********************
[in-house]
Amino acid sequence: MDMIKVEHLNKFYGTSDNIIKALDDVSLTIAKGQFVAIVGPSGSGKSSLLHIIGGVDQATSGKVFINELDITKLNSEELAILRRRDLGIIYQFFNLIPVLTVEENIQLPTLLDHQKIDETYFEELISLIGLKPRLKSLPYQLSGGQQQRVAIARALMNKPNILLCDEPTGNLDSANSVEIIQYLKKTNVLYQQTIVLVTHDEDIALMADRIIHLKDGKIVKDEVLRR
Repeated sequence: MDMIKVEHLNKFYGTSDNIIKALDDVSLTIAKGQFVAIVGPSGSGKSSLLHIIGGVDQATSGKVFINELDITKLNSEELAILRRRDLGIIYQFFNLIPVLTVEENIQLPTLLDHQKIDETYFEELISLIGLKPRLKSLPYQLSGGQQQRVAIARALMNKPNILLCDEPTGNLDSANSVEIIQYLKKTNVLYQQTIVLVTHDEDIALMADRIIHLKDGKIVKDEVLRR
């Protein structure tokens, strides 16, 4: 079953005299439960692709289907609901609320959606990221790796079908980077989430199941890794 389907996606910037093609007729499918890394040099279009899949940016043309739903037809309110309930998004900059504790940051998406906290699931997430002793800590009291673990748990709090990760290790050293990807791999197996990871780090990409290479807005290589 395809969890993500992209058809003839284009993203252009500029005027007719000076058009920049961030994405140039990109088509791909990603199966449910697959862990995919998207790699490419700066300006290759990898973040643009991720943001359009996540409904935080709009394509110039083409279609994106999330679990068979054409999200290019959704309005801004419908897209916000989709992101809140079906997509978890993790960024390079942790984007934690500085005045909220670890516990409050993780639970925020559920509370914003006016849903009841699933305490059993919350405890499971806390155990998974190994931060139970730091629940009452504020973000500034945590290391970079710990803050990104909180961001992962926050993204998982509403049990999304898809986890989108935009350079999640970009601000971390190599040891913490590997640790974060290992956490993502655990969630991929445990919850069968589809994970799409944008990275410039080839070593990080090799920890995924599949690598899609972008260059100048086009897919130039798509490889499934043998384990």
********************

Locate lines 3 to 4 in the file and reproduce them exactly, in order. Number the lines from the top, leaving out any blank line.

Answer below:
Repeated sequence: MDMIKVEHLNKFYGTSDNIIKALDDVSLTIAKGQFVAIVGPSGSGKSSLLHIIGGVDQATSGKVFINELDITKLNSEELAILRRRDLGIIYQFFNLIPVLTVEENIQLPTLLDHQKIDETYFEELISLIGLKPRLKSLPYQLSGGQQQRVAIARALMNKPNILLCDEPTGNLDSANSVEIIQYLKKTNVLYQQTIVLVTHDEDIALMADRIIHLKDGKIVKDEVLRR
């Protein structure tokens, strides 16, 4: 079953005299439960692709289907609901609320959606990221790796079908980077989430199941890794 389907996606910037093609007729499918890394040099279009899949940016043309739903037809309110309930998004900059504790940051998406906290699931997430002793800590009291673990748990709090990760290790050293990807791999197996990871780090990409290479807005290589 395809969890993500992209058809003839284009993203252009500029005027007719000076058009920049961030994405140039990109088509791909990603199966449910697959862990995919998207790699490419700066300006290759990898973040643009991720943001359009996540409904935080709009394509110039083409279609994106999330679990068979054409999200290019959704309005801004419908897209916000989709992101809140079906997509978890993790960024390079942790984007934690500085005045909220670890516990409050993780639970925020559920509370914003006016849903009841699933305490059993919350405890499971806390155990998974190994931060139970730091629940009452504020973000500034945590290391970079710990803050990104909180961001992962926050993204998982509403049990999304898809986890989108935009350079999640970009601000971390190599040891913490590997640790974060290992956490993502655990969630991929445990919850069968589809994970799409944008990275410039080839070593990080090799920890995924599949690598899609972008260059100048086009897919130039798509490889499934043998384990």